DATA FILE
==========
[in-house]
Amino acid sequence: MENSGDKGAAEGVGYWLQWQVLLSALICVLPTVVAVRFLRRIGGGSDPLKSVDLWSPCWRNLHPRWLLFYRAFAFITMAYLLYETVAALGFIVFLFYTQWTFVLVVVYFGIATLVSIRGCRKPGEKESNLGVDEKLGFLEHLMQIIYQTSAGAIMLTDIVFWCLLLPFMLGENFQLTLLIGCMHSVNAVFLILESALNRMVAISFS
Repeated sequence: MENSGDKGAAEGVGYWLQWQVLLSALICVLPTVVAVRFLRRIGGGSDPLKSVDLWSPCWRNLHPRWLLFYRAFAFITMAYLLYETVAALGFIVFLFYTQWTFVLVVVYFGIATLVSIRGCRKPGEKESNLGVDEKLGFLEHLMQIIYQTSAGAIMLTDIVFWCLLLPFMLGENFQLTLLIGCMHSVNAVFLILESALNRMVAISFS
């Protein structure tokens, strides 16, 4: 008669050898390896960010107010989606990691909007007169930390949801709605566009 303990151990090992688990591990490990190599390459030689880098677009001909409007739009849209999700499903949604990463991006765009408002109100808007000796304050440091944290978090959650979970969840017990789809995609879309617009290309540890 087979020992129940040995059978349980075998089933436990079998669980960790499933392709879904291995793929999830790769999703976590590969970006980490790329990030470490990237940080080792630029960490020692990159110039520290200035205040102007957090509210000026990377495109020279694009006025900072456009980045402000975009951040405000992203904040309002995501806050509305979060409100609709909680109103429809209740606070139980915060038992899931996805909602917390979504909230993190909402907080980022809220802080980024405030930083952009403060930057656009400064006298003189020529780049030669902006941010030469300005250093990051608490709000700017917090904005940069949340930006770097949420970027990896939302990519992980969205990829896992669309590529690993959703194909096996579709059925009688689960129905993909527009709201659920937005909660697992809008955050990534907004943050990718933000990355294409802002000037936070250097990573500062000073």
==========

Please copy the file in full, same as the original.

[in-house]
Amino acid sequence: MENSGDKGAAEGVGYWLQWQVLLSALICVLPTVVAVRFLRRIGGGSDPLKSVDLWSPCWRNLHPRWLLFYRAFAFITMAYLLYETVAALGFIVFLFYTQWTFVLVVVYFGIATLVSIRGCRKPGEKESNLGVDEKLGFLEHLMQIIYQTSAGAIMLTDIVFWCLLLPFMLGENFQLTLLIGCMHSVNAVFLILESALNRMVAISFS
Repeated sequence: MENSGDKGAAEGVGYWLQWQVLLSALICVLPTVVAVRFLRRIGGGSDPLKSVDLWSPCWRNLHPRWLLFYRAFAFITMAYLLYETVAALGFIVFLFYTQWTFVLVVVYFGIATLVSIRGCRKPGEKESNLGVDEKLGFLEHLMQIIYQTSAGAIMLTDIVFWCLLLPFMLGENFQLTLLIGCMHSVNAVFLILESALNRMVAISFS
């Protein structure tokens, strides 16, 4: 008669050898390896960010107010989606990691909007007169930390949801709605566009 303990151990090992688990591990490990190599390459030689880098677009001909409007739009849209999700499903949604990463991006765009408002109100808007000796304050440091944290978090959650979970969840017990789809995609879309617009290309540890 087979020992129940040995059978349980075998089933436990079998669980960790499933392709879904291995793929999830790769999703976590590969970006980490790329990030470490990237940080080792630029960490020692990159110039520290200035205040102007957090509210000026990377495109020279694009006025900072456009980045402000975009951040405000992203904040309002995501806050509305979060409100609709909680109103429809209740606070139980915060038992899931996805909602917390979504909230993190909402907080980022809220802080980024405030930083952009403060930057656009400064006298003189020529780049030669902006941010030469300005250093990051608490709000700017917090904005940069949340930006770097949420970027990896939302990519992980969205990829896992669309590529690993959703194909096996579709059925009688689960129905993909527009709201659920937005909660697992809008955050990534907004943050990718933000990355294409802002000037936070250097990573500062000073």